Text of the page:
As most of you already know, Python is a general-purpose programming language optimized for simplicity and ease of use. While it’s a great tool for light tasks, code execution speed can soon become a major bottleneck in your programs.
In this article, we’ll discuss why Python is so slow, when compared to other programming languages. Then, we’ll see how to write a basic Rust extension for Python and compare its performance to a native Python implementation.
Why Python is slow
Before we start, I would like to point out that programming languages aren’t inherently fast or slow: their implementations are. If you want to learn about the difference between a language and its implementation, check out this article:
First of all, Python is dynamically typed, meaning that variable types are only known at runtime, and not at compile-time. While this design choice allows for more flexible code, the Python interpreter cannot make assumptions about what your variables are and their size. As a result, it cannot make optimizations like a static compiler would.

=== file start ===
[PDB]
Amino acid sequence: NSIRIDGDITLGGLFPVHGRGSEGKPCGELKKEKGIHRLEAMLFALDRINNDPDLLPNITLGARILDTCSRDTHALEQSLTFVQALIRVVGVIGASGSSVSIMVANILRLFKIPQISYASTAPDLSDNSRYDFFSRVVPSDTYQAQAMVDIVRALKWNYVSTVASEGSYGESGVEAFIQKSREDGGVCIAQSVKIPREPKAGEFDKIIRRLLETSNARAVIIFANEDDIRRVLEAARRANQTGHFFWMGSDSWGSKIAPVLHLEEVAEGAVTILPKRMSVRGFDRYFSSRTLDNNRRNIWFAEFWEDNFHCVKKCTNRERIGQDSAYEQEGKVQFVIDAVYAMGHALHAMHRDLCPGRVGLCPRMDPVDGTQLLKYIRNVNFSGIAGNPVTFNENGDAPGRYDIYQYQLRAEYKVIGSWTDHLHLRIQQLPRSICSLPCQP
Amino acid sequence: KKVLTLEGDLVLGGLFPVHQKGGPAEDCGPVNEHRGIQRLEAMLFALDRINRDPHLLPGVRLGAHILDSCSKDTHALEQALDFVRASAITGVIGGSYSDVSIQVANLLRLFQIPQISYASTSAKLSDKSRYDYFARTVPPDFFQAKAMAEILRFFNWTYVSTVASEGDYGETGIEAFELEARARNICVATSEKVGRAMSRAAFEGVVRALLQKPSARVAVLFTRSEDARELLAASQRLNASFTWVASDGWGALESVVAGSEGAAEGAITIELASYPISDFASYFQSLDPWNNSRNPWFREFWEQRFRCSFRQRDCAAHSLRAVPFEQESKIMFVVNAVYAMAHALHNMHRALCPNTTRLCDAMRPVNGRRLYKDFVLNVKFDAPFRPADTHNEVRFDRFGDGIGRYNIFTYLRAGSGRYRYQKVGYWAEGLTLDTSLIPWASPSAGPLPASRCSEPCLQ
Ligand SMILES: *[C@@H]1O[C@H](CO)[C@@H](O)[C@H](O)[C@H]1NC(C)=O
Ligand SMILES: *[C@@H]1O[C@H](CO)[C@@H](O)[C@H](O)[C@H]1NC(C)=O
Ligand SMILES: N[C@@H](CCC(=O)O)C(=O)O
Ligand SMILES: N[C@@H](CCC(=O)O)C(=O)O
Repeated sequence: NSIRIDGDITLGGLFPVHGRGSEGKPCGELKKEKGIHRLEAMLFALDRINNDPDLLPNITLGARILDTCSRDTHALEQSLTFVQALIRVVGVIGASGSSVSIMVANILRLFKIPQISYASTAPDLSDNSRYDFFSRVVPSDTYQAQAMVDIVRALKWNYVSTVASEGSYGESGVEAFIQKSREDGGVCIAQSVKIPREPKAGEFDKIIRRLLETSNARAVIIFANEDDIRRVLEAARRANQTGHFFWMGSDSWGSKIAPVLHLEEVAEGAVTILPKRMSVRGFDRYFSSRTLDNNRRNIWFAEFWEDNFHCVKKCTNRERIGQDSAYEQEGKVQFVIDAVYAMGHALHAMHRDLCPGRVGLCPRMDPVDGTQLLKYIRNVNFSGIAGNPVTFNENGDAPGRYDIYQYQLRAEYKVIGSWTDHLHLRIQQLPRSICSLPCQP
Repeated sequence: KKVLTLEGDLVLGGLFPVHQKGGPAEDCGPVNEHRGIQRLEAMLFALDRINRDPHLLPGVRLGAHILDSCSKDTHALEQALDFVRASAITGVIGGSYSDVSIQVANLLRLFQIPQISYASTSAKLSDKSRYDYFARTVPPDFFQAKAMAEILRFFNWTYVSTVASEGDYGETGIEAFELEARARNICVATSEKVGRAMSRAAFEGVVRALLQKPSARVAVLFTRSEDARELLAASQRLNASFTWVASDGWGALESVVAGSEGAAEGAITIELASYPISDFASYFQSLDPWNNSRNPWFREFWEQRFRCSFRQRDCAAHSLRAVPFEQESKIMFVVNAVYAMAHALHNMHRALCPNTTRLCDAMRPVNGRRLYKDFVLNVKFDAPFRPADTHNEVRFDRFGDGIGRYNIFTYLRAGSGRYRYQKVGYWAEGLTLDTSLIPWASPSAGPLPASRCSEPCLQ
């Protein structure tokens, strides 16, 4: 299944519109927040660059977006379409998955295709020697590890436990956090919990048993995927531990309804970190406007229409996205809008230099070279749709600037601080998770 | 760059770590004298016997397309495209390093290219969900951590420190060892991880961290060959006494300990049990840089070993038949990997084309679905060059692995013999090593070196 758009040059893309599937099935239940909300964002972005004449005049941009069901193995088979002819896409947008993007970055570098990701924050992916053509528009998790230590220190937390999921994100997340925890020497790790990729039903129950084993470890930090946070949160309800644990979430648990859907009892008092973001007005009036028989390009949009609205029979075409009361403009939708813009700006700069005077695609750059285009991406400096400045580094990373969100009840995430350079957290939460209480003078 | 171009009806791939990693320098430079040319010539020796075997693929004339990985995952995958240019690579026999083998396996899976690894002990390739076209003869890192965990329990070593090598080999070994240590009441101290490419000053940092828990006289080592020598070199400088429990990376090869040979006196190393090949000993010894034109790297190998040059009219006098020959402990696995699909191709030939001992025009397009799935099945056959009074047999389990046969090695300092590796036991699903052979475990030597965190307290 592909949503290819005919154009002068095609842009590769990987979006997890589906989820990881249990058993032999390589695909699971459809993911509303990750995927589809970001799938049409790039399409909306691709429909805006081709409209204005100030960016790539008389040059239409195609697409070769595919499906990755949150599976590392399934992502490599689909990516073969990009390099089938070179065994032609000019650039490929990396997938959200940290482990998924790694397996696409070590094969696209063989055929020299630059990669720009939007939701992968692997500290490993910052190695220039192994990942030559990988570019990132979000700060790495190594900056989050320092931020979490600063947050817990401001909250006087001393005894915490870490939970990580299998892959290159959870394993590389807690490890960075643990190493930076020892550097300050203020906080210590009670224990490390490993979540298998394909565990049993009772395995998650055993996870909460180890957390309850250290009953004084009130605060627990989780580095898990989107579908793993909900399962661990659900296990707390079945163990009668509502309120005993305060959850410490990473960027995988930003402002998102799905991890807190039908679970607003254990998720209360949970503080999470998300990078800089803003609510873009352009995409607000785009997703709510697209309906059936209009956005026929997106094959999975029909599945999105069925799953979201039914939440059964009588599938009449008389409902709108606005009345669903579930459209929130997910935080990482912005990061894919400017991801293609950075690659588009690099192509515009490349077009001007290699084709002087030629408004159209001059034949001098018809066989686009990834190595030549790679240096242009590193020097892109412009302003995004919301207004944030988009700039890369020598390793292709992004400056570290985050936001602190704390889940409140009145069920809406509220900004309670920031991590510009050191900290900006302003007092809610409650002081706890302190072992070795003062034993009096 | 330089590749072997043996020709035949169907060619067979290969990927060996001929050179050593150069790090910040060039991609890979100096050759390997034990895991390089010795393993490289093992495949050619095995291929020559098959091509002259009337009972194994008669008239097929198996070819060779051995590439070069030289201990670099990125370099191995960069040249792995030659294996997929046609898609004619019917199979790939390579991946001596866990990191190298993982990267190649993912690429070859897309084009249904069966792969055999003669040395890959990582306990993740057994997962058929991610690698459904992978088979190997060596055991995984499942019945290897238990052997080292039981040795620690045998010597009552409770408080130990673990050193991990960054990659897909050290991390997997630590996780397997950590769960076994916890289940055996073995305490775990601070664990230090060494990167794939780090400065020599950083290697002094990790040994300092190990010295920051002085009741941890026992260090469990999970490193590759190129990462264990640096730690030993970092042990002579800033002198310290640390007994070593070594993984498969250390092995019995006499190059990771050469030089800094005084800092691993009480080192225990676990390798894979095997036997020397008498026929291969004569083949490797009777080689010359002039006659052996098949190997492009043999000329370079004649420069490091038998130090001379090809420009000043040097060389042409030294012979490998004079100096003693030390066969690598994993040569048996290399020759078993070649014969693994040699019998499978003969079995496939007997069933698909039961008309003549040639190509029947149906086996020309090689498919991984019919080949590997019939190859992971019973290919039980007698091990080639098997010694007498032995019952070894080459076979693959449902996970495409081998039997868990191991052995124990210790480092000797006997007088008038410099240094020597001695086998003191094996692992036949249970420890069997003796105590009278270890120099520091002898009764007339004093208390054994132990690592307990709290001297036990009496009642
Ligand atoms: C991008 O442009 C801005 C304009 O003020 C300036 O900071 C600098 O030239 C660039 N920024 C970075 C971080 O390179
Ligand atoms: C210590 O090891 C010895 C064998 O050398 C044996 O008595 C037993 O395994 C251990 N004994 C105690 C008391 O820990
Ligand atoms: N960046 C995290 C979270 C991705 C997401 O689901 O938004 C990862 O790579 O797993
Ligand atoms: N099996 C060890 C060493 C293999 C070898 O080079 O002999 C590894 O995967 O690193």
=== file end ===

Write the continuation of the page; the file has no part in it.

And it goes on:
Another design choice that makes Python slower than other alternatives is the infamous GIL. The Global Interpreter Lock is a mutex lock that allows only one thread to execute at any point in time. The GIL was originally meant to guarantee thread safety but has encountered great backlash from developers of multi-threaded applications.
On top of that, Python code is executed through a virtual machine instead of running directly on the CPU. This further layer of abstraction adds a significant execution overhead, compared to statically compiled languages.
Furthermore, Python objects are internally treated as dictionaries (or hashmaps) and their attributes (properties and methods, accessed via the dot operator) aren’t usually accessed through a memory offset, but…